“Arno belonged to the great era of Benchley, E.B. White, Perelman, etc., the era of the Great Depression and two emerging classes, upper and lower. Arno belonged to the upper. Who’ll ever forget his Park Avenue types, on their way to a newsreel theater ‘to hiss Roosevelt’? Those bold drawings! Nobody could imitate them. They had to come out of the bourgeoisie! I remember him standing outside 25 West 43rd Street! He was big and narrow, just like his men, without [the] handlebar mustaches…”
Robert Weber. If you ask 20 cartoonists to name the top ten cartoonists to come out of the post-Harold Ross years, Robert Weber’s name will surely be on that list. Mr. Weber’s distinctive bold effortless line is a thing to behold. Mr. Weber will be 90 this coming April. He began contributing to The New Yorker in 1962.
“I wish I had known or even just met Arno and I regret I didn’t. I’ve always admired his work, particularly his later work for The New Yorker. I don’t think I ever consciously tried to emulate him, although I’ve learned a lot from his superb sense of composition and drama. He had a marvelous ability to simplify. He never permitted anything extraneous, and he developed a powerful style unlike anyone else. And, of course, he was funny. Put me down as a big fan.”
Alex Gregory began contributing to The New Yorker in 1999. Besides his work for the magazine he works in television and film.
“As far as Arno’s impact on me personally, I grew up looking enviously at his drawings in anthologies. I would say that Arno is the New Yorker artist that I would most like to have emulated yet had the least capacity to do so. His cartoons are like black-and-white Matisses. but in some ways even more accomplished. – they capture a person’s mood, character, and breeding with just a few thick supremely confident brush strokes. The art direction in each panel is flawless; characters are placed perfectly, and the action is always expressive without being broad. And as rich as each image is, he never gets bogged down in any details that could slow down the joke. His drawings appear to be done by a man who has never known a moment of fear or self-doubt in his life. I suppose it was Arno more than any other cartoonist save Thurber that made me think of cartooning as an actual art form.”
“Arno was special. He was special like Charles Addams was special, and Price was special. You know what I mean?”
George Booth began sharing his wonderful world of dogs, cats and characters with The New Yorker’s readership in 1969.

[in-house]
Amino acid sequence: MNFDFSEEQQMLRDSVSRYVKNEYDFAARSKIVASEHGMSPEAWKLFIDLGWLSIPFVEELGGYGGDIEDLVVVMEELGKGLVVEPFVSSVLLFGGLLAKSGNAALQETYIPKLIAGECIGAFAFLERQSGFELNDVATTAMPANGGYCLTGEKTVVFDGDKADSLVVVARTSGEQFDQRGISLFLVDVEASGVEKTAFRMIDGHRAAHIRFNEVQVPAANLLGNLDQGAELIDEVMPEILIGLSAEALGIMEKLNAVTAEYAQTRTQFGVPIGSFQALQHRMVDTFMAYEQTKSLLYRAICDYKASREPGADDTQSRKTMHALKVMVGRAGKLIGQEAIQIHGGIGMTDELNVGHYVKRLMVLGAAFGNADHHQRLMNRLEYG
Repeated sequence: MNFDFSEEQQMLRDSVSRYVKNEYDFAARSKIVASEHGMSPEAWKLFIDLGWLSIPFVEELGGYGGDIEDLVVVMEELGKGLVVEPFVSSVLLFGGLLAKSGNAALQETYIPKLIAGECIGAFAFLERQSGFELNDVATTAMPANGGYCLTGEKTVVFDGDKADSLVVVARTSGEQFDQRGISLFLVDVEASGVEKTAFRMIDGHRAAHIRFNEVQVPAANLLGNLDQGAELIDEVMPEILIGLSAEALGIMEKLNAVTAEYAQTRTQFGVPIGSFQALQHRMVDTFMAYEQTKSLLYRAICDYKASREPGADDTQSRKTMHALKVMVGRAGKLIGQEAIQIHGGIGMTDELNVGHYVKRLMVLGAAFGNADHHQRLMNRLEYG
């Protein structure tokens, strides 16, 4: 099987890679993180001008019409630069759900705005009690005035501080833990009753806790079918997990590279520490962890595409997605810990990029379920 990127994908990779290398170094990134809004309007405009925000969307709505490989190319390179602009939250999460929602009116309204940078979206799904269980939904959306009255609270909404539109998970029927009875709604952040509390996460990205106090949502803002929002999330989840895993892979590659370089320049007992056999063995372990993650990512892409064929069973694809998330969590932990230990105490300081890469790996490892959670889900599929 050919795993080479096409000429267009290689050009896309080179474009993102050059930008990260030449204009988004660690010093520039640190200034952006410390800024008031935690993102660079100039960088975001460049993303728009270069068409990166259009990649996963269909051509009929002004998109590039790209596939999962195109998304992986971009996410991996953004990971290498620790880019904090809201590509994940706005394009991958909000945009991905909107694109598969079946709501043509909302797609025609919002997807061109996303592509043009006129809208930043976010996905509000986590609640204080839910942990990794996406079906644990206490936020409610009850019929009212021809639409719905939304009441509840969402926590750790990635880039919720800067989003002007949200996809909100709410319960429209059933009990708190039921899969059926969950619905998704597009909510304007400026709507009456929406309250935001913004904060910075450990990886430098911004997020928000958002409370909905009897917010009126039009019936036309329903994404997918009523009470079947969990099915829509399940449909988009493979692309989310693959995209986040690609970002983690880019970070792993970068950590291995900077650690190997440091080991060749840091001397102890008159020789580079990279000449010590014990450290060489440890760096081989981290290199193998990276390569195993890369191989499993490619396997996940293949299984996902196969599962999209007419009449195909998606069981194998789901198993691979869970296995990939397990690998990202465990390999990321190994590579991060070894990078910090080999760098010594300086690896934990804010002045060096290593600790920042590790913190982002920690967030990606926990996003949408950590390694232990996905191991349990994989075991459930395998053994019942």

“Peter Arno’s work stands out and holds up in the test of time. His drawings and words were never timid, or just clever. They stated high quality, joy, confidence, strength, style, humor, idea, life, simplicity. His color was right; black and white became color. His cartoons were researched, with words well applied. The communication was clear and timely. He knew what he was doing. Peter Arno was an artist worthy who gave something of value to the world. A hero.”
“[Arno’s] cartoons were a major inspiration to me. His staging of a gag was masterful in its simplicity. No extra crap — the point -bang! Even today when I have trouble with a drawing I ask myself ‘How would Arno do it?’ and look in collections of his for the answer…Arno is still the model for me and for any thinking cartoonist.”
Paul Noth began contributing to The New Yorker in 2004. Besides his work for the magazine he has also written for television.
“I was attracted to library books of his when I was a kid because of the sexy ladies (I was raised a strict Catholic, so actual nudity was too much for me, but cartoons like his were somehow okay).
“A modern Daumier.”
Barbara Smaller began contributing to The New Yorker in 1996.
“Arno’s sophisticated bad boy sensibilities never resonated with me in the way a William Steig or George Price’s more plebian ones did. Still there is much I admire about his drawings, particularly his wonderful deep blacks and dramatic compositions. I also admit to enjoying the People magazine aspects of his private life; the high highs and the satisfying low lows. They are an object lesson to all wayward cartoonists!”
Henry Martin began contributing to The New Yorker in 1964
“… Jim Geraghty bought three ideas from me for Arno in 1964 and 1965. He was the master, but like so many of the greats the idea wells ran dry, but, lord, how they could create memorable drawings.”
Kim Warp began contributing to The New Yorker in 1999.